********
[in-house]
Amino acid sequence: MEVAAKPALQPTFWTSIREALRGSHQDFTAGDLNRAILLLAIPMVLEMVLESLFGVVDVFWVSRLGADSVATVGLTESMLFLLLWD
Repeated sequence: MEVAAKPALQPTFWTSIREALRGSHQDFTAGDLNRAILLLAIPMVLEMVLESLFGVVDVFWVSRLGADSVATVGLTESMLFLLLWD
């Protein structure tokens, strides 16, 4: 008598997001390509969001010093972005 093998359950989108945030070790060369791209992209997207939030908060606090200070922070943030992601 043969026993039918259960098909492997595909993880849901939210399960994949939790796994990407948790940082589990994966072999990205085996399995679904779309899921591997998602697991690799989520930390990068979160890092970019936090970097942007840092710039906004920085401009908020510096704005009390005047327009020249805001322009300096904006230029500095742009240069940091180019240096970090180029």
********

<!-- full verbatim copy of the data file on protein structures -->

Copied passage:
[in-house]
Amino acid sequence: MEVAAKPALQPTFWTSIREALRGSHQDFTAGDLNRAILLLAIPMVLEMVLESLFGVVDVFWVSRLGADSVATVGLTESMLFLLLWD
Repeated sequence: MEVAAKPALQPTFWTSIREALRGSHQDFTAGDLNRAILLLAIPMVLEMVLESLFGVVDVFWVSRLGADSVATVGLTESMLFLLLWD
């Protein structure tokens, strides 16, 4: 008598997001390509969001010093972005 093998359950989108945030070790060369791209992209997207939030908060606090200070922070943030992601 043969026993039918259960098909492997595909993880849901939210399960994949939790796994990407948790940082589990994966072999990205085996399995679904779309899921591997998602697991690799989520930390990068979160890092970019936090970097942007840092710039906004920085401009908020510096704005009390005047327009020249805001322009300096904006230029500095742009240069940091180019240096970090180029």